Even though the Internet is filled of a lot of hate, there’s one thing that everyone can hate on together, and that’s online advertising. Users flame advertisements all the time, making fun of them even in comment sections of videos that have them playing. And from a user experience perspective, it really is the bane of UX/UI. Since it’s been hard to figure out the sweet spot of informational vs annoying both from a general experience side to figuring out where to actually place it on the page, ads rarely get clicked on.
There’s also another story here. On top of the fact that now a majority of users wouldn’t want to click on ads in the first place, there’s safety concerns as well. So instead of blaming any inherent laziness, there’s always the chance that clicking on an ad can lead to disastrous results.
In terms of advertising invading privacy, I was intrigued by the interesting premise made by Alexis C. Madrigal in the article, “How Much Is Your Data Worth? Mmm, Somewhere Between Half a Cent and $1,200, where she references a survey done by Carnegie Mellon faculty saying “that is to say: if people think data is already flowing to a website, few would pay to hold it back. But if they think their data is being held back, a large majority would be unwilling to share it.” It’s similar to the idea of first putting your foot in the door to then get your idea into people’s heads. Thus in a more privacy-invasive world, as more and more of out data becomes accessible, sometimes without us even knowing it, privacy one day may just be obliterated. Google for example, has held information about users even without permission, such as keeping track of location even when the location feature on phones was supposed to be turned off. This also leads to new Facebook paranoia where users are concerned that Facebook is somehow hearing or listening to what they talk about. Thus online advertising in effect, becomes extremely invasive. Besides the extreme examples of the Buzzfeed article talking about how Facebook advertising knew a user was gay before he did and the Target advertisements of baby products to a customer before she knew she was pregnant, some future examples could include abusing the emotional state of users and thus convince people for example, insecure about their body image to buy lots of products such as protein, fat-burning exercise programs, and more.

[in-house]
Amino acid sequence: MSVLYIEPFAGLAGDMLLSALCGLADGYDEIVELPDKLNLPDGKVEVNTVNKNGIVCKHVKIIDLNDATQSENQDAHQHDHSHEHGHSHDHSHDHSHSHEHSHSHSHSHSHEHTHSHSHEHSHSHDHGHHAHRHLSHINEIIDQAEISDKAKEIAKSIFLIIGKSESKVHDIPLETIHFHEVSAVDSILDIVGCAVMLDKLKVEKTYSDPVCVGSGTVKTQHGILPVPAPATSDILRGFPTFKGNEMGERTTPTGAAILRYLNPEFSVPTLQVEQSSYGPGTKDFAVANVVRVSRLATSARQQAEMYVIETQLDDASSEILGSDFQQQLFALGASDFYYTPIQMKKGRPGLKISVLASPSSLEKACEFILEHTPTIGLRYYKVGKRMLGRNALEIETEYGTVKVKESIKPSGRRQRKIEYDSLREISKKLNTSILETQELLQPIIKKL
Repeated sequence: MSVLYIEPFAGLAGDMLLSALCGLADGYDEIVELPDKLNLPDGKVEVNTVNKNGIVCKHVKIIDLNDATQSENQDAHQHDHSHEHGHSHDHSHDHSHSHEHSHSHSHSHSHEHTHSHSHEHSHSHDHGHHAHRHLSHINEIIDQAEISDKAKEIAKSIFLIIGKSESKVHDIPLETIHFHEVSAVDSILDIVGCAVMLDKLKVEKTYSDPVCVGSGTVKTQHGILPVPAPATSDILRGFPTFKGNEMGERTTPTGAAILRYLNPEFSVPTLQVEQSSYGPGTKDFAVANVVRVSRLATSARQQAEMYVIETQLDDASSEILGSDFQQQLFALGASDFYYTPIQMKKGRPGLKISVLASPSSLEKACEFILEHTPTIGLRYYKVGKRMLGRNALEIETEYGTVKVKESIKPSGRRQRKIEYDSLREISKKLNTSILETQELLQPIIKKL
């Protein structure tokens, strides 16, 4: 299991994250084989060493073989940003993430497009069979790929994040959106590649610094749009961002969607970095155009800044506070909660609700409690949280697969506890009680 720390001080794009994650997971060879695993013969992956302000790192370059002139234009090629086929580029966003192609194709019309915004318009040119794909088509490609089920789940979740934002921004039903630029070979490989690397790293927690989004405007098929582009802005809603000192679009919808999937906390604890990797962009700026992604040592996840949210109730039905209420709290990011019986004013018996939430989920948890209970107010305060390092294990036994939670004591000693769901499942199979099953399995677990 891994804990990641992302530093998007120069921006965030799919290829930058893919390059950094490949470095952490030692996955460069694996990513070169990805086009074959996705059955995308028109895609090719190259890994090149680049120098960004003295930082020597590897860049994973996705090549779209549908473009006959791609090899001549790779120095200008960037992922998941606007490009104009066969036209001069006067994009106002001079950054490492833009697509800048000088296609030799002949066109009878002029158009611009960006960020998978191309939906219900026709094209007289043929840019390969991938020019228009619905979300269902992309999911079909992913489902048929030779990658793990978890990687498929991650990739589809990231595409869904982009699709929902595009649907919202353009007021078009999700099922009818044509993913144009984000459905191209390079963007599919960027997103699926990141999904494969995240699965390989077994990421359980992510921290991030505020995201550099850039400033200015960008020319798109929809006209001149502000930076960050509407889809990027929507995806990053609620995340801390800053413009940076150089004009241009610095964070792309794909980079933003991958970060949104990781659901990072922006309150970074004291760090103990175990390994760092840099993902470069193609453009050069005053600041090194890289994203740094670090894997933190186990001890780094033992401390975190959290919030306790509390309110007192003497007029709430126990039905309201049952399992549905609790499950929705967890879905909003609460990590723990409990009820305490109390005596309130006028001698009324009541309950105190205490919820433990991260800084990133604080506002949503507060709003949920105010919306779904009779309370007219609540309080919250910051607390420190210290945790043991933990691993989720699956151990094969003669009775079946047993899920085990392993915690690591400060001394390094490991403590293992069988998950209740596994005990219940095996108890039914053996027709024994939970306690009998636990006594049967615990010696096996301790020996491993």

However, it’s actually interesting as a lot of ads are becoming more intriguing, and sometimes I actually did find myself staying to watch one, even though that’s still rare. But due to a lot of users desensitizing themselves to ads and dismissing them as essentially the Internet’s white noise, I wouldn’t be surprised that even if ads to present revenue to companies and content creators, a lot of people would still use Adblock or something of the sort. It’s like when you’re in a room with a somewhat loud AC. At some point, you’re not going to even notice that it’s there any longer.